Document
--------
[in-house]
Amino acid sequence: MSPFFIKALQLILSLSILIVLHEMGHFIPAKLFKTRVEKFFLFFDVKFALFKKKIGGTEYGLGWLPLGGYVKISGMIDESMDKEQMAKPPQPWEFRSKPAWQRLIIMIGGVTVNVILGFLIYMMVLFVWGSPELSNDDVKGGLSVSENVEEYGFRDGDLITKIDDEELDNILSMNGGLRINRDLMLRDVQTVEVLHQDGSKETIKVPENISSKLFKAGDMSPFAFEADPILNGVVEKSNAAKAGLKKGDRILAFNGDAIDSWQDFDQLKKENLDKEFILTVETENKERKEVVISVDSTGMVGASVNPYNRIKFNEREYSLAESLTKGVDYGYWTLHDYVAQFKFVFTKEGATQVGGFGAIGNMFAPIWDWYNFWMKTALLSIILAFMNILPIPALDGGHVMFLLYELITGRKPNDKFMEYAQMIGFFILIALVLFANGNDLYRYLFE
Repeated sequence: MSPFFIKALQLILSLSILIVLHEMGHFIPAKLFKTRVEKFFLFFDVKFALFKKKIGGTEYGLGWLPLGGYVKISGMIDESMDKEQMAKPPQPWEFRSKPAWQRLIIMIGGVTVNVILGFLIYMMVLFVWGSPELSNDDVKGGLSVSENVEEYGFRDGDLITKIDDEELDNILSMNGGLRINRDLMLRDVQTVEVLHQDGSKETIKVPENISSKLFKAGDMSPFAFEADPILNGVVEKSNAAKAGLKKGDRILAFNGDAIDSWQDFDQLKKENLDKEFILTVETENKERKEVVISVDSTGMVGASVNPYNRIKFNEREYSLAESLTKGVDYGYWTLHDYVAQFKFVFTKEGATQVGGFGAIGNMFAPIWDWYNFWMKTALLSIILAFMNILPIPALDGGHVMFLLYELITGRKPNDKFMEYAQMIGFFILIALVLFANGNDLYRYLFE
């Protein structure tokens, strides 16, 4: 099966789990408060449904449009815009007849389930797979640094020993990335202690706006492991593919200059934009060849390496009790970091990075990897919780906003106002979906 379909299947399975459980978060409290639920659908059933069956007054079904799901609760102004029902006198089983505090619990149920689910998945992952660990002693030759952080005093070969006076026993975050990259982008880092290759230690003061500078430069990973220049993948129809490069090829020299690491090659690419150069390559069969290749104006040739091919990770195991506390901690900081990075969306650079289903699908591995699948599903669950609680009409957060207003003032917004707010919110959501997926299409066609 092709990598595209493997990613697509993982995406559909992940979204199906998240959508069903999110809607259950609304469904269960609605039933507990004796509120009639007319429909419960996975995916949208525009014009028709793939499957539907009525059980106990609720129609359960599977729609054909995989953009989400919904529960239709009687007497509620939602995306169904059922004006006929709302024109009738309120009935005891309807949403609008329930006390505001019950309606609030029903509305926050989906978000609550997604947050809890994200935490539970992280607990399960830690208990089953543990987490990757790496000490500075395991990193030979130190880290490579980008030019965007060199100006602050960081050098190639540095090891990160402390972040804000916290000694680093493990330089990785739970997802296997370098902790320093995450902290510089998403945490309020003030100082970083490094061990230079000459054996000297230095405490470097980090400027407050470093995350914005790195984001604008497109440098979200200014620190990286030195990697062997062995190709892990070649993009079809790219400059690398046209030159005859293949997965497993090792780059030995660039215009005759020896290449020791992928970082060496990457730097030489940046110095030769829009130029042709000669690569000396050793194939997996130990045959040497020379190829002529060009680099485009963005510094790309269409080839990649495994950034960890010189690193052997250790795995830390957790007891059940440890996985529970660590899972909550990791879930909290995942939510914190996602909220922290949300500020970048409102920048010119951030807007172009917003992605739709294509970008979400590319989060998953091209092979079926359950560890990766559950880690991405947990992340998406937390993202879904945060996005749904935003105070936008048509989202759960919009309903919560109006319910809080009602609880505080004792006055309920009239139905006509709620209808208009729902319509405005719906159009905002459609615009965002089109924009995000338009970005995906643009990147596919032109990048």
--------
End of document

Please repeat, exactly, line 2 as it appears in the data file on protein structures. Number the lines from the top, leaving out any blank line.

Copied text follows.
Amino acid sequence: MSPFFIKALQLILSLSILIVLHEMGHFIPAKLFKTRVEKFFLFFDVKFALFKKKIGGTEYGLGWLPLGGYVKISGMIDESMDKEQMAKPPQPWEFRSKPAWQRLIIMIGGVTVNVILGFLIYMMVLFVWGSPELSNDDVKGGLSVSENVEEYGFRDGDLITKIDDEELDNILSMNGGLRINRDLMLRDVQTVEVLHQDGSKETIKVPENISSKLFKAGDMSPFAFEADPILNGVVEKSNAAKAGLKKGDRILAFNGDAIDSWQDFDQLKKENLDKEFILTVETENKERKEVVISVDSTGMVGASVNPYNRIKFNEREYSLAESLTKGVDYGYWTLHDYVAQFKFVFTKEGATQVGGFGAIGNMFAPIWDWYNFWMKTALLSIILAFMNILPIPALDGGHVMFLLYELITGRKPNDKFMEYAQMIGFFILIALVLFANGNDLYRYLFE